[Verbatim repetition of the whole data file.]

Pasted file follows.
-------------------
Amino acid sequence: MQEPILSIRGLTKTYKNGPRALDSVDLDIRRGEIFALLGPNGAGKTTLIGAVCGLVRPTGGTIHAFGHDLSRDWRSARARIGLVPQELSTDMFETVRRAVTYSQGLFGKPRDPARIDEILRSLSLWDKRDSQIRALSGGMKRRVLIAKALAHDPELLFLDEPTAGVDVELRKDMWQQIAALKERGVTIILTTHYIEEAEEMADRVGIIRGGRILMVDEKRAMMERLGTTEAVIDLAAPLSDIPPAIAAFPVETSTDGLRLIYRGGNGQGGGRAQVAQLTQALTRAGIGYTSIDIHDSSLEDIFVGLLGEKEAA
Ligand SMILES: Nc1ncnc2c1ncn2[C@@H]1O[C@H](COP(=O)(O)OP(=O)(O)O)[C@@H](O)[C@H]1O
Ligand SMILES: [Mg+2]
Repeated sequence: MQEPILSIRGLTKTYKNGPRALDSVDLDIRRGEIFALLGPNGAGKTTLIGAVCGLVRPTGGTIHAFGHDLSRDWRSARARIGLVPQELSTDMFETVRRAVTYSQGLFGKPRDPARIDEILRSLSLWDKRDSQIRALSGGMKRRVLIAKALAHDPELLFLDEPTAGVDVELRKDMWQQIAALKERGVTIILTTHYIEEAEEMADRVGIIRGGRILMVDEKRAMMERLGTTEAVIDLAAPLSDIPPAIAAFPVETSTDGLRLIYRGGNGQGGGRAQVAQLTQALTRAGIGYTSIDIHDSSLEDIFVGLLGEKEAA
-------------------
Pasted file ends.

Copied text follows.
Amino acid sequence: MQEPILSIRGLTKTYKNGPRALDSVDLDIRRGEIFALLGPNGAGKTTLIGAVCGLVRPTGGTIHAFGHDLSRDWRSARARIGLVPQELSTDMFETVRRAVTYSQGLFGKPRDPARIDEILRSLSLWDKRDSQIRALSGGMKRRVLIAKALAHDPELLFLDEPTAGVDVELRKDMWQQIAALKERGVTIILTTHYIEEAEEMADRVGIIRGGRILMVDEKRAMMERLGTTEAVIDLAAPLSDIPPAIAAFPVETSTDGLRLIYRGGNGQGGGRAQVAQLTQALTRAGIGYTSIDIHDSSLEDIFVGLLGEKEAA
Ligand SMILES: Nc1ncnc2c1ncn2[C@@H]1O[C@H](COP(=O)(O)OP(=O)(O)O)[C@@H](O)[C@H]1O
Ligand SMILES: [Mg+2]
Repeated sequence: MQEPILSIRGLTKTYKNGPRALDSVDLDIRRGEIFALLGPNGAGKTTLIGAVCGLVRPTGGTIHAFGHDLSRDWRSARARIGLVPQELSTDMFETVRRAVTYSQGLFGKPRDPARIDEILRSLSLWDKRDSQIRALSGGMKRRVLIAKALAHDPELLFLDEPTAGVDVELRKDMWQQIAALKERGVTIILTTHYIEEAEEMADRVGIIRGGRILMVDEKRAMMERLGTTEAVIDLAAPLSDIPPAIAAFPVETSTDGLRLIYRGGNGQGGGRAQVAQLTQALTRAGIGYTSIDIHDSSLEDIFVGLLGEKEAA